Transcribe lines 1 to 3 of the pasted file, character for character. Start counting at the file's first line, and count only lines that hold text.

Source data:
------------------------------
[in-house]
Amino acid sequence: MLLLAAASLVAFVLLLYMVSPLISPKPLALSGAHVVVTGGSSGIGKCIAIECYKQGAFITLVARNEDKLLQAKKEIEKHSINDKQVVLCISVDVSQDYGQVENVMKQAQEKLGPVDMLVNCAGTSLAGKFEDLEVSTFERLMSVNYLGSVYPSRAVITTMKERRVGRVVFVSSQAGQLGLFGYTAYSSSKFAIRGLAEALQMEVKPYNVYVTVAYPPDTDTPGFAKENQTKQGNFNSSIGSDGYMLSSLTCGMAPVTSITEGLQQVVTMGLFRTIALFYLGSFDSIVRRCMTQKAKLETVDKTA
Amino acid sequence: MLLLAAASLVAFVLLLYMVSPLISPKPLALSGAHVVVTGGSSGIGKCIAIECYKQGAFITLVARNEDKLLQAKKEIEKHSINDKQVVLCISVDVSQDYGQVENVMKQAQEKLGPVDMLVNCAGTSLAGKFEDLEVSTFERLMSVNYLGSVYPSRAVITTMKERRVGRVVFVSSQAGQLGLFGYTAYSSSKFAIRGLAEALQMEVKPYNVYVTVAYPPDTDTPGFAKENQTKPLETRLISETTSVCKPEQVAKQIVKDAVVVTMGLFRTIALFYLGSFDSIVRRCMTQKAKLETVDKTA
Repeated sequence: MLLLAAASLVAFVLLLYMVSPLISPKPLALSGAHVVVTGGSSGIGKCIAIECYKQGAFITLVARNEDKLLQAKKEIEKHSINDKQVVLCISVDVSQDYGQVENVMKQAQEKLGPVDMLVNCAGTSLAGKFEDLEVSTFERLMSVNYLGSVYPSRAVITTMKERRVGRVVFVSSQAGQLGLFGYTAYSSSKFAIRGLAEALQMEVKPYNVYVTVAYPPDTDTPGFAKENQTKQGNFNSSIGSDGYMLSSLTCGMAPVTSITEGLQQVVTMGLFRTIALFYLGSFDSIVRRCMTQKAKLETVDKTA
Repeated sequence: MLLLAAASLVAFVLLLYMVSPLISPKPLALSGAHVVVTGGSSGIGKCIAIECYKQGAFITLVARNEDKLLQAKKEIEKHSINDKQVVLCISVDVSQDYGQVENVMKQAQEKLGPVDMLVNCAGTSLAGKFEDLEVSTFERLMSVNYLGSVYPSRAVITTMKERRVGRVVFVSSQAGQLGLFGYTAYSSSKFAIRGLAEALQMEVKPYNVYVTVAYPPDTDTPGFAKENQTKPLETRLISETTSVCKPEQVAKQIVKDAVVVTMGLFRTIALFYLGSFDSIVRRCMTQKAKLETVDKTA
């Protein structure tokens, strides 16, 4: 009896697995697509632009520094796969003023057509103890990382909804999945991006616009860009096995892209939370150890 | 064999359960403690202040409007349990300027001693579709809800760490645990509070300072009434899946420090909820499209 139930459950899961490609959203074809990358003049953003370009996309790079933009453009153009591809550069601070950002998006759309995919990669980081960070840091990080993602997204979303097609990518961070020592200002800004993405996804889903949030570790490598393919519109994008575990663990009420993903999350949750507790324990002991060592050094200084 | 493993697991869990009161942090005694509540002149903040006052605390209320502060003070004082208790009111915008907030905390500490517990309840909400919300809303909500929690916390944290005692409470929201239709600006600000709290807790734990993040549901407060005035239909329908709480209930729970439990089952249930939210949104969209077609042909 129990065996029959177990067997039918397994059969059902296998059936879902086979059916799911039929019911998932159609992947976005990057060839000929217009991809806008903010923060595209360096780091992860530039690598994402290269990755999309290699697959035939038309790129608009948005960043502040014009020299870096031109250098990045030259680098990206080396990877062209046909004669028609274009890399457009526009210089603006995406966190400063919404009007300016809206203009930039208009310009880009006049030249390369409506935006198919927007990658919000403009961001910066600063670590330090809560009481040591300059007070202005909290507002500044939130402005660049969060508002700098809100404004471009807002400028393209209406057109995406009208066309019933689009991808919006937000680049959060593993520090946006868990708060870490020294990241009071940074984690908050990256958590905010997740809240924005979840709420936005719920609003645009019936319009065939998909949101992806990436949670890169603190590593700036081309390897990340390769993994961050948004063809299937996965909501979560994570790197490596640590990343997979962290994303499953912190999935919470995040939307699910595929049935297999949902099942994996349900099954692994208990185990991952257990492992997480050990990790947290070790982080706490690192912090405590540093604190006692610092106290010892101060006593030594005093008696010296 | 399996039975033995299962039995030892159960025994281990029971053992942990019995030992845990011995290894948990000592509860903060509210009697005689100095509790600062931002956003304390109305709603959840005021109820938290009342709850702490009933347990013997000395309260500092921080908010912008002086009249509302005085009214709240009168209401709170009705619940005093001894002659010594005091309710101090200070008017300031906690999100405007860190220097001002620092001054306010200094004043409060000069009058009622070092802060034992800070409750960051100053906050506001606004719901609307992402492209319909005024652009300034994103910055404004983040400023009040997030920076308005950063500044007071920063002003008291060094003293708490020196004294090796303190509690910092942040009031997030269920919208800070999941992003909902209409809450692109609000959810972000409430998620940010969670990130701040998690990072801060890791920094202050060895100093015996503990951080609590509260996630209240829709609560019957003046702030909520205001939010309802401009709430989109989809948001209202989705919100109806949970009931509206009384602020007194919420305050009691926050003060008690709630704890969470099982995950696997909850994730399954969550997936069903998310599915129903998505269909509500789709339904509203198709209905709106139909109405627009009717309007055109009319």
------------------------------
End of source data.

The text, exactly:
[in-house]
Amino acid sequence: MLLLAAASLVAFVLLLYMVSPLISPKPLALSGAHVVVTGGSSGIGKCIAIECYKQGAFITLVARNEDKLLQAKKEIEKHSINDKQVVLCISVDVSQDYGQVENVMKQAQEKLGPVDMLVNCAGTSLAGKFEDLEVSTFERLMSVNYLGSVYPSRAVITTMKERRVGRVVFVSSQAGQLGLFGYTAYSSSKFAIRGLAEALQMEVKPYNVYVTVAYPPDTDTPGFAKENQTKQGNFNSSIGSDGYMLSSLTCGMAPVTSITEGLQQVVTMGLFRTIALFYLGSFDSIVRRCMTQKAKLETVDKTA
Amino acid sequence: MLLLAAASLVAFVLLLYMVSPLISPKPLALSGAHVVVTGGSSGIGKCIAIECYKQGAFITLVARNEDKLLQAKKEIEKHSINDKQVVLCISVDVSQDYGQVENVMKQAQEKLGPVDMLVNCAGTSLAGKFEDLEVSTFERLMSVNYLGSVYPSRAVITTMKERRVGRVVFVSSQAGQLGLFGYTAYSSSKFAIRGLAEALQMEVKPYNVYVTVAYPPDTDTPGFAKENQTKPLETRLISETTSVCKPEQVAKQIVKDAVVVTMGLFRTIALFYLGSFDSIVRRCMTQKAKLETVDKTA